Best Practices for Organizing an Investor Day
13 August 2010
Whenever my good friend Dan Dykens aka @meetthestreet is unable to host #irchat, I get the pleasure of stepping in for him. For those of you who aren’t familiar with the term, #irchat is a weekly one-hour event held every Thursday at 11:00 a.m. EST on Twitter for IR professionals.
Each week, we tackle three-four questions that address IR-related issues, trends and to generally exchange ideas. The session has garnered quite the following and has become a popular hashtag on Twitter.
Recently, @IR_practice one of the regulars and a great IR resource in general put out an open call to #irchat asking if anyone could share a link on best practices for organizing an investor day. With experience as both an in-house IRO and IR consultant, I began to look through my files to see if I had anything to offer. I also put in a few requests to friends and ex-colleagues in the IR profession and was surprised that no one had anything written down.
So in an effort to generate some concrete best practices, I posed this question on #irchat this week. The question generated a lot of great ideas so I thought it would be useful to compile the output (all I have to say is thank goodness for whatthehashtag). If you have something to add, please do – as it’ll help all IROs and IR professionals around the globe.
I have gone through the transcript and have broken the conversation down into key areas:
Making the Decision
There are many reasons to host an investor day. It can be as simple as providing a general corporate update to providing details around a recent event such as an FDA approval or a merger or acquisition. To be simplistic they can help get the broader story out. They can also help investors get familiar with the management team (and help them gain confidence in them). Similarly, they can give the management team the opportunity to gain experience speaking in front of investors.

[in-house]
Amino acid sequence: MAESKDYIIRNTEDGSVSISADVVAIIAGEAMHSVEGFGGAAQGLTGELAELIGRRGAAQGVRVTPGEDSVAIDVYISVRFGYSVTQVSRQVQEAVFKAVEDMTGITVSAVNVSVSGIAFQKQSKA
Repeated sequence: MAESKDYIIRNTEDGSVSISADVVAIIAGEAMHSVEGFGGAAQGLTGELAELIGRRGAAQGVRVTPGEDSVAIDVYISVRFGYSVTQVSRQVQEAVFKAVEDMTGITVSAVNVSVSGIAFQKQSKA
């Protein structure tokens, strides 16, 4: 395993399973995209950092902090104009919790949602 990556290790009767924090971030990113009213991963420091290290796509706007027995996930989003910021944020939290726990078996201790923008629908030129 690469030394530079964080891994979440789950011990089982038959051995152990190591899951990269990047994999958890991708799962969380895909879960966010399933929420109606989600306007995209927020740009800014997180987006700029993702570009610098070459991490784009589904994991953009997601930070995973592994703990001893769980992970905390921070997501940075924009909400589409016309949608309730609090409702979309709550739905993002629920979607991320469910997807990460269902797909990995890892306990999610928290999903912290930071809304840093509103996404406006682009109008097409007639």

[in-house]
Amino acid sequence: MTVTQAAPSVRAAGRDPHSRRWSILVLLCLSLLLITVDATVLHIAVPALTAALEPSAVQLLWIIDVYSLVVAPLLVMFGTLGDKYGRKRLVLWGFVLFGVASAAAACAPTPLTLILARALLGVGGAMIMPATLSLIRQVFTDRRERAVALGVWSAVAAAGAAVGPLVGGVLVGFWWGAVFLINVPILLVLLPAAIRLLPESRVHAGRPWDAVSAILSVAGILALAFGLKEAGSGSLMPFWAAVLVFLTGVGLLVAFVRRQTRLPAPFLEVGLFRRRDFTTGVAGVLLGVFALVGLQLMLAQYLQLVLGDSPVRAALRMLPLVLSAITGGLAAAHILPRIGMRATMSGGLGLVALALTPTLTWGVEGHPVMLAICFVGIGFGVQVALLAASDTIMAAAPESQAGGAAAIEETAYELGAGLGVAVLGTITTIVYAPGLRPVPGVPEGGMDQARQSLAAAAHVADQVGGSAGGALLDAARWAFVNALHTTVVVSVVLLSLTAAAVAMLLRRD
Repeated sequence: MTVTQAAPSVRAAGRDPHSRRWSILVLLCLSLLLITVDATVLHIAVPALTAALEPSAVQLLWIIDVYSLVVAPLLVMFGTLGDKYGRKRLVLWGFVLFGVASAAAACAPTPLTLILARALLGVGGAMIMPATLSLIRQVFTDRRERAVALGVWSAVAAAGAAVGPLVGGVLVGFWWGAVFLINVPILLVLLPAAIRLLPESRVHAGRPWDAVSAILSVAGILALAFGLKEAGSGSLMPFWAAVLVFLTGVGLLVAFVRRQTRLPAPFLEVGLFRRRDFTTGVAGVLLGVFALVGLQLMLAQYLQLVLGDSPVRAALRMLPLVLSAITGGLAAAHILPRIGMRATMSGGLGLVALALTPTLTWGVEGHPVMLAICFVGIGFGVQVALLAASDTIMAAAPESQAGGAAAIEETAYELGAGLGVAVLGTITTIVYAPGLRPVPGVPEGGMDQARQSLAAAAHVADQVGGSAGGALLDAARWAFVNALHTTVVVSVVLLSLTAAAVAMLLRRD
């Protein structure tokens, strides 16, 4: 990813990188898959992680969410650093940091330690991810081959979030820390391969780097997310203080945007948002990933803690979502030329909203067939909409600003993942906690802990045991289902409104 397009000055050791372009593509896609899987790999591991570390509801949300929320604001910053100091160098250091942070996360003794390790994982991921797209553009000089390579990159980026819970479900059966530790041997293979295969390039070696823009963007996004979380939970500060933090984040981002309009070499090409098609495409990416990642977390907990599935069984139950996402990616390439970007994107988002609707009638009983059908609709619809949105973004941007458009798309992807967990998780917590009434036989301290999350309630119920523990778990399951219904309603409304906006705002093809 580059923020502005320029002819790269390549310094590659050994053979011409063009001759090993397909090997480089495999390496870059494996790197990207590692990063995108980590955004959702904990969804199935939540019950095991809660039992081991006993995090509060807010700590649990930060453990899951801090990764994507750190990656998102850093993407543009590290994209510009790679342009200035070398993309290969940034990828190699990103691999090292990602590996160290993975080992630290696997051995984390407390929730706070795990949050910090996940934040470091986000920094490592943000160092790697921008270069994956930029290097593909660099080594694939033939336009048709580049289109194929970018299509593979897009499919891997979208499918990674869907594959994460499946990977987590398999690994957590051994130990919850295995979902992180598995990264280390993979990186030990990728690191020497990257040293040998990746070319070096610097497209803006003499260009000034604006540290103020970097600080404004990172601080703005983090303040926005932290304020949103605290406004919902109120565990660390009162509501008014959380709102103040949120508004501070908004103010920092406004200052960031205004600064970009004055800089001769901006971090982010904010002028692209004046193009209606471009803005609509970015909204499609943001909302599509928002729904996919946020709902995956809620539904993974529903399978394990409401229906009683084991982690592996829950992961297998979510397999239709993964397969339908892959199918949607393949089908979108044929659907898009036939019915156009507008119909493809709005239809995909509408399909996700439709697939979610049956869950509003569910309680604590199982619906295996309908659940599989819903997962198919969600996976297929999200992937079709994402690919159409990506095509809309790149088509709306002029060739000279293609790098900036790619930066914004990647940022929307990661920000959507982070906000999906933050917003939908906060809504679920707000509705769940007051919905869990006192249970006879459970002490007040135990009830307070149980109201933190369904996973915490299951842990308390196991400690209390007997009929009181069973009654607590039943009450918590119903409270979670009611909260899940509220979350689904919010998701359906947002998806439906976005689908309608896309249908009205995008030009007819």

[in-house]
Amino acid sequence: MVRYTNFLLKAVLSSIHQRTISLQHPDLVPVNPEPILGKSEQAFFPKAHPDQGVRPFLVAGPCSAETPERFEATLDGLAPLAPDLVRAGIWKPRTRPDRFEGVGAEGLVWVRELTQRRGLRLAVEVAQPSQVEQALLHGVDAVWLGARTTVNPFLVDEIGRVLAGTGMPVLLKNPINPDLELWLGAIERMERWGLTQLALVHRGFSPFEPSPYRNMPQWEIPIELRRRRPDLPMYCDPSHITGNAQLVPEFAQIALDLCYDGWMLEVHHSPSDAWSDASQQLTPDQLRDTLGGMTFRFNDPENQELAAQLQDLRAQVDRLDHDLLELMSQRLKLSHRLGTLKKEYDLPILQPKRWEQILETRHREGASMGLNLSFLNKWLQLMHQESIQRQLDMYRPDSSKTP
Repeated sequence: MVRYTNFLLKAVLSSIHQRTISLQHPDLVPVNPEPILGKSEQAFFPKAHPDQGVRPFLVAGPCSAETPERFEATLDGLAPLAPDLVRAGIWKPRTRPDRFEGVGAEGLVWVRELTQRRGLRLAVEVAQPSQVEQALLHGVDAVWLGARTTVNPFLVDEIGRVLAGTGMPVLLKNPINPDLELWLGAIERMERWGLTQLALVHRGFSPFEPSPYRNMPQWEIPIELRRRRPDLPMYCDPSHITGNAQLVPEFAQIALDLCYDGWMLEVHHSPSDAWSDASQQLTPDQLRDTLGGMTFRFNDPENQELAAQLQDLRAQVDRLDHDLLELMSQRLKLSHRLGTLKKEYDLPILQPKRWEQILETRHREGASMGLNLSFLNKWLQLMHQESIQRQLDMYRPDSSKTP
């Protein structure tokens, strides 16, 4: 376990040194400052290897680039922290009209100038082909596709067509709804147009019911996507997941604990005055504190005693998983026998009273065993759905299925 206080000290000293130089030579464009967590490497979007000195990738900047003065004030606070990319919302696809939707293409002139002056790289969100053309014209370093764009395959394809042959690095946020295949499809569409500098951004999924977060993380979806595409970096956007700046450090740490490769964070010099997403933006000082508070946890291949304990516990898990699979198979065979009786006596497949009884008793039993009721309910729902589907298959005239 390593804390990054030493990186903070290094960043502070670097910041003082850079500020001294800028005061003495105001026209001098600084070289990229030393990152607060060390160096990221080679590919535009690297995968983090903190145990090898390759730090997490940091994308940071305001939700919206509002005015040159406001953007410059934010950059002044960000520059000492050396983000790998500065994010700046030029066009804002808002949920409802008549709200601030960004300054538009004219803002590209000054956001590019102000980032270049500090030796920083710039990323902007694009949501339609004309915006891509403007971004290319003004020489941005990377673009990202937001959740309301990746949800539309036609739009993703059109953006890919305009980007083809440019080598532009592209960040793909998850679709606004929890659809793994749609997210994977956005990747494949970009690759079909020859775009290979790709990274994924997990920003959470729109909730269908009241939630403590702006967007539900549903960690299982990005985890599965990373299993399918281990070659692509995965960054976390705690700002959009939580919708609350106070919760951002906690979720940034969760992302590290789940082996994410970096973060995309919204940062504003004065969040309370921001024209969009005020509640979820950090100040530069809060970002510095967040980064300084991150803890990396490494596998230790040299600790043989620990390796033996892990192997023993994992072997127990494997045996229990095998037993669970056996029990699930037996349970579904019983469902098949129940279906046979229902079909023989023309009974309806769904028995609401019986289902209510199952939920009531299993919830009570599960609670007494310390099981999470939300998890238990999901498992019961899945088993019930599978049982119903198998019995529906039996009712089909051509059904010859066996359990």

Sometimes, companies may also combine an investor day in conjunction with an industry meeting which is a good time to do so as some key investors may be in town already.
Time of year, Location and Time of Day
The consensus on the best time to host an investor day was to avoid earnings season. Investors typically cover more than one company so they will have more than company they are following reporting at the same time and will be busy putting out their reports. Further, an investor day should be held when you have something new to share and if you just reported earnings, it is likely that you won’t have much more to say to them for the time being.
Once you decide when you are going to have your investor day, careful thought should be put into the location. You should consider where the majority of your investors reside and have it in a location that is central and easily accessible.
In addition to location, the time is also crucial and it was determined that the best day to have an investor event is a Tuesday, Wednesday or Thursday in the morning or lunch time, with breakfast or lunch served. Although an interesting point was made in support of having the event on a Friday: there may be incentive for an investor to go (especially if it is out of town) as they could make a weekend out of the trip.
Hosting an investor day can give a company the opportunity to provide access to other members of the management team. For example, having senior managers talk about their division will help generate a better understanding of the business. It can also help the managers get first exposure to the capital markets. In general, think about your sector and who internally could help investors gain a better understanding of your business.
In addition to internal members of the company, consider a presentation by an industry expert such as an analyst or economist who can provide a macro perspective.
Adequately preparing the team is essential particularly for those who have never or are not exposed to this audience that often. So a conversation about Reg FD is critical. Also doing a dry-run of the presentation and having a mock Q&A will help everyone get comfortable and trained in what can/cannot be said.
At this stage of planning, you should post the information on your website. A great suggestion was made to have a dedicated landing page that will go live on the day of the event. You should provide where the event is being held and also provide bios of who will be speaking – especially if you decide to have external guest speakers.
You can also broaden your audience by webcasting and recording the presentation. Applied Materials ($AMAT) was referenced as an example of a good investor day as they did a video webcast from New York. So you should also let visitors know it will be webcast and that a presentation will be made available after the event is over.